Cameroon's real indomitable lions are in the forest
A planning mission to Cameroon's community forests by the CoNGOs project team found the Baka people brimming with business ideas, but needing a little help from their friends.
The road from Lomié to Djoum in Southeast Cameroon is red and rutted. It is known as the Dja circuit, and completing the circuitous route takes over eight hours in a 4x4.
Along the road's dusty-red forest edges are Baka communities (formerly called Pygmies). Most live in red clay houses, although some still prefer the traditional móngulu huts with their cavernous leaf domes.
For more than 20 years, a range of NGOs friendly to the Baka people have helped them fight for their land rights. Many communities now have secure 'community forest' areas under Cameroon's forest law (although the land area under community control is still only 1.18 per cent of the country's total).
Having fought hard to secure traditional tenure – a fight that continues – many Baka communities are asking 'what next?'. How can they work with their forests to improve their lives?
Wanting to discuss exactly that issue was our team from the IIED-led project CoNGOs (NGOs collaborating for equitable and sustainable community livelihoods in Congo Basin Forests).
The project involves 18 NGO partners across five Congo Basin countries and aims to push forward secure forest tenure while delivering sustainable business opportunities for local forest people.
We were lucky to catch the leaders of the Baka community of Nomedjoh just outside Lomié. They were just about to head into the forest for several weeks to teach youths how to hunt in the dry season.
Hearing about Baka business ideas
Before departing – with broad smiles and the help of a dynamic translator – they shared their range of business ideas.
We heard about their hope to get more income from direct sales of selectively cut timber (rather than losing most of the value to intermediaries). We heard about their aspirations to develop businesses based on the processing and sale of a profusion of edible, cosmetic or medicinal plants – non-timber forest products (NTFPs).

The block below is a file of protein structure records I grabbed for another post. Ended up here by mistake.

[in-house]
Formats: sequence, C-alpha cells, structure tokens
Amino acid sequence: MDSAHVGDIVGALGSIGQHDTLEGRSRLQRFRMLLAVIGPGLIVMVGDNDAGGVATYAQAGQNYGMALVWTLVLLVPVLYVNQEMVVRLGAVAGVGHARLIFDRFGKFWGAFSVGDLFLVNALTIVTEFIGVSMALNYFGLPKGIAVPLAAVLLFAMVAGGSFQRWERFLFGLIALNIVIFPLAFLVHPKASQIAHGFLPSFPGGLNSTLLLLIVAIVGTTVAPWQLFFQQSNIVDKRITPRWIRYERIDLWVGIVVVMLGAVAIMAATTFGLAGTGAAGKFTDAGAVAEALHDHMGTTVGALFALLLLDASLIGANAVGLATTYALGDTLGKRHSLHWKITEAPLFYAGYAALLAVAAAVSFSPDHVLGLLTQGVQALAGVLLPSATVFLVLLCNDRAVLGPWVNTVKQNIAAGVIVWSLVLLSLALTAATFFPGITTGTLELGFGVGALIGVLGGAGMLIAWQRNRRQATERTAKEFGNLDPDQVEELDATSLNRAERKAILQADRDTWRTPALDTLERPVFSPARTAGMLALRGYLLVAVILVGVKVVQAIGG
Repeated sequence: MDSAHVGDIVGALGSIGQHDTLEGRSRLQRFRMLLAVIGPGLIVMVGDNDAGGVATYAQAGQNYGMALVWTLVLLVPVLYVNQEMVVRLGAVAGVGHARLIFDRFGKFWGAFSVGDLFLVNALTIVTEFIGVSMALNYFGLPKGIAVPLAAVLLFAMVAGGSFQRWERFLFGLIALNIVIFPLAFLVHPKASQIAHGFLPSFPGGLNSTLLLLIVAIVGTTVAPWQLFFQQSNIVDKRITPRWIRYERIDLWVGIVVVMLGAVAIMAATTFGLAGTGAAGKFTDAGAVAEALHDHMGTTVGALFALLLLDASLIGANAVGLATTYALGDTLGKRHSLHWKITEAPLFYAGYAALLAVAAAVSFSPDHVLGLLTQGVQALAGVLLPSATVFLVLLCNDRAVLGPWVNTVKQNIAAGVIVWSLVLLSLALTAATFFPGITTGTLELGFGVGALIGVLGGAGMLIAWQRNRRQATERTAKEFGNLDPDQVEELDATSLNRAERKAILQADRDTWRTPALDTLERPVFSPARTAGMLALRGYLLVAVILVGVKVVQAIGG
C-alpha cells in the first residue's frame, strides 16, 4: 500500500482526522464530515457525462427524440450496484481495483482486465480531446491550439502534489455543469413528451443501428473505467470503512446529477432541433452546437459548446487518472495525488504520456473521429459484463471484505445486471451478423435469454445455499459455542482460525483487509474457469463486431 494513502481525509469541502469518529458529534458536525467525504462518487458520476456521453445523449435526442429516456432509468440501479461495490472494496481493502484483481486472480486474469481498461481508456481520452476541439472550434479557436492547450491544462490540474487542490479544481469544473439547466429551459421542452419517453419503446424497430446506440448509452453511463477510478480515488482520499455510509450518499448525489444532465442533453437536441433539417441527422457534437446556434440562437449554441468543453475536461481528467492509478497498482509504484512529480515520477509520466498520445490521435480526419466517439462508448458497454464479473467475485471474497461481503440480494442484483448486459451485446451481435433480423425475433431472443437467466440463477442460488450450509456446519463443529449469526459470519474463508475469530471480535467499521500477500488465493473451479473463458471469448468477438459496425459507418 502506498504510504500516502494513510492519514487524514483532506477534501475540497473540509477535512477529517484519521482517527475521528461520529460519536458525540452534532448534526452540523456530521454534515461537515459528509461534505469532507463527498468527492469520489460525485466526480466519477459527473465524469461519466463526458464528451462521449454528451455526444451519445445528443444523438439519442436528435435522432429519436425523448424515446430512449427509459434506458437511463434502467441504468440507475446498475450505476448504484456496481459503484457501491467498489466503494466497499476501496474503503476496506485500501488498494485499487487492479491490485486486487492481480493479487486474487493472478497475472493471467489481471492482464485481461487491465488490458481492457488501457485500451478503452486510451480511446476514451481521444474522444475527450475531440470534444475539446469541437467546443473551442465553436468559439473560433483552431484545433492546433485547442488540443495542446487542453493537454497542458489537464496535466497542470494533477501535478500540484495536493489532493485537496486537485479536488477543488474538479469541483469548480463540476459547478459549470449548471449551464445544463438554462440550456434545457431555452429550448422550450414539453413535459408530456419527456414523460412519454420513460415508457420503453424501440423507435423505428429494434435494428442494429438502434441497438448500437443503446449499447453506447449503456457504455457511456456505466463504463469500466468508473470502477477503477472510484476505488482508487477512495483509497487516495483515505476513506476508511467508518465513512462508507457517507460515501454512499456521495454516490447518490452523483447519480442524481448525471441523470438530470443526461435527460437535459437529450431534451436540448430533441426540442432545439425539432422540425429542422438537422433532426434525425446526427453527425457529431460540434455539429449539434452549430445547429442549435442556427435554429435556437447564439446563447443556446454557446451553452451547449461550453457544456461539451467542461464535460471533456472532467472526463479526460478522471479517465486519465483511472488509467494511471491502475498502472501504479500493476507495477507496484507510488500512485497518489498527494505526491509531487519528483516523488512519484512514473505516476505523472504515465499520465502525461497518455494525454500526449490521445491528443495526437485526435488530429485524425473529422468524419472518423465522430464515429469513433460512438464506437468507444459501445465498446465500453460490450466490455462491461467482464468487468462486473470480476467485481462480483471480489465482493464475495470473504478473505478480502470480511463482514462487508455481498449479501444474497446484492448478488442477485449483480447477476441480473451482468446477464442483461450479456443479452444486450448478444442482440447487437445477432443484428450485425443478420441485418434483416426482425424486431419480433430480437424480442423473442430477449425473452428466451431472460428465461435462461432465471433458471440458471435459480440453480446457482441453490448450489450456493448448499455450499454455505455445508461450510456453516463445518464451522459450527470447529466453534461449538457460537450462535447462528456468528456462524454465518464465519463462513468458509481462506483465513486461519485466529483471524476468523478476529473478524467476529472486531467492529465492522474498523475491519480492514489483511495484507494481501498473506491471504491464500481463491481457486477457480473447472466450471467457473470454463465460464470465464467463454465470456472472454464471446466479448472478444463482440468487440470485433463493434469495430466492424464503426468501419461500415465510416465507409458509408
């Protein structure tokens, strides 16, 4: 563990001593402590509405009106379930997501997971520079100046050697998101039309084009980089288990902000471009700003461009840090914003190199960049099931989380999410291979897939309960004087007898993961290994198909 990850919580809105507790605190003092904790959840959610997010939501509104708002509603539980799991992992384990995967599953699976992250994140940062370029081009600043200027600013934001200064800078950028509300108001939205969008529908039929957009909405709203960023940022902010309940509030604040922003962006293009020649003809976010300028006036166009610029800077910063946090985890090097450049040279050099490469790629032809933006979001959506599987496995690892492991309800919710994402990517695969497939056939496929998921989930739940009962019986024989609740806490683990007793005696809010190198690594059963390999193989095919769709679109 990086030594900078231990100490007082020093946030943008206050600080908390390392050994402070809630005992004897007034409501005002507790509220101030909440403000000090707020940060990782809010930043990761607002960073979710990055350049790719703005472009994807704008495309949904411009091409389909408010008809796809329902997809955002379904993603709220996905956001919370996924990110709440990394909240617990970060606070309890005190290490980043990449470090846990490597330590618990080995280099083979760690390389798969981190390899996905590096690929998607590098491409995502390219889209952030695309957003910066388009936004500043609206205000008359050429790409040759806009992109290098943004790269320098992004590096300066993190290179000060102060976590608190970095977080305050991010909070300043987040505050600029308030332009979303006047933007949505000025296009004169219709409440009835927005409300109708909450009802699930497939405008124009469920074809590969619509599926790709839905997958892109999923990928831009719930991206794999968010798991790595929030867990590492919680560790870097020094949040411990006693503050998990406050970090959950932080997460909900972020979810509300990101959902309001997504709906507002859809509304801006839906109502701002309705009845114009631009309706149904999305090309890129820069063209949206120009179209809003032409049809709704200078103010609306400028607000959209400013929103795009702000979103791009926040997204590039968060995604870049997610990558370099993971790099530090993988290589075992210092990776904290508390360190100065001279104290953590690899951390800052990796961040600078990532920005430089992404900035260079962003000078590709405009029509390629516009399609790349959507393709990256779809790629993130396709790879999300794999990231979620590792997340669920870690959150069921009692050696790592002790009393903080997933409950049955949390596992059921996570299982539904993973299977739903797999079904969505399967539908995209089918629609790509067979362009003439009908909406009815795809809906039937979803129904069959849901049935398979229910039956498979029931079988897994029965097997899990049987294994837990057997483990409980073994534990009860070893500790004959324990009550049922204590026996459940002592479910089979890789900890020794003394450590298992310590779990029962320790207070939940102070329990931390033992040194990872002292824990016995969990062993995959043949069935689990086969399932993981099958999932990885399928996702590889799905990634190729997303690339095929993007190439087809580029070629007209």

But, they explained, market access is a serious constraint: these communities are a very long way from high-end markets found in bustling urban centres such as Yaounde. Despite the forests' rich resources and the Baka people's entrepreneurial spirit, financial poverty remains widespread.
But the Baka people are indomitable lions – like the famous Cameroon football team. They survive, and with skill and dynamism seek to preserve and enhance their way of life.
To the north of Lomié some 26 communities have organised the Simplified Cooperative Associations of Community Forests of Kadey (SCOOPS- FCTBK), with a timber processing centre now selling internationally, through a company called 'Camwood'.
To the southwest, eight groups of women have started to sell high-quality products from NTFPs in both export and local markets through the intermediary company 'Tropical Forest – Food and Cosmetics'. These include cosmetic products such as butter and oil from the Moabi timber tree (Baillonella toxisperma) or crushed seedcake for cooking sauce from the bush mango tree (Irvingia gabonensis).
To the southeast, communities have set up the Coopérative Agro Forestière de la Trinationale and are experimenting with a range of turned wood products such as pens and drink coasters.
Each of these enterprises must organise community harvesting groups and link them with processing centres, transport and marketing services. The groups require skills in market analysis, meeting quality standards, financial accounting, negotiating, organisational development, risk management, and logistics to name just a few.
It quickly becomes clear why these ventures need a helping hand, and in each of the above examples, valuable support has been provided by an NGO.
It is here that CoNGOs offers real promise. Linking regional NGOs that have historically mapped and advocated for rights with NGOs that are more business-minded will create a network of practitioners.
The NGOs can train these budding entrepreneurs in market analysis and business development. They can arrange peer-to-peer exchanges to see successful business models in action. They can broker crucial market links.
Critically, this practitioners' network can use its practical experience of trying to make community forest business work to inform government of what needs to change.
And there is much that needs to change! Government processes to claim rights, register businesses and check transport between production and market are torturously bureaucratic (to use the polite vernacular).
Similar market obstacles in other countries where CoNGO works (the Republic of Congo, Central African Republic, DRC and Gabon) give rise to the opportunity to fight for fair treatment of forest communities across the region.
It's time to give the Baka and other forest peoples a helping hand, and let these indomitable lions roar towards their goal: better livelihoods and more sustainable forests.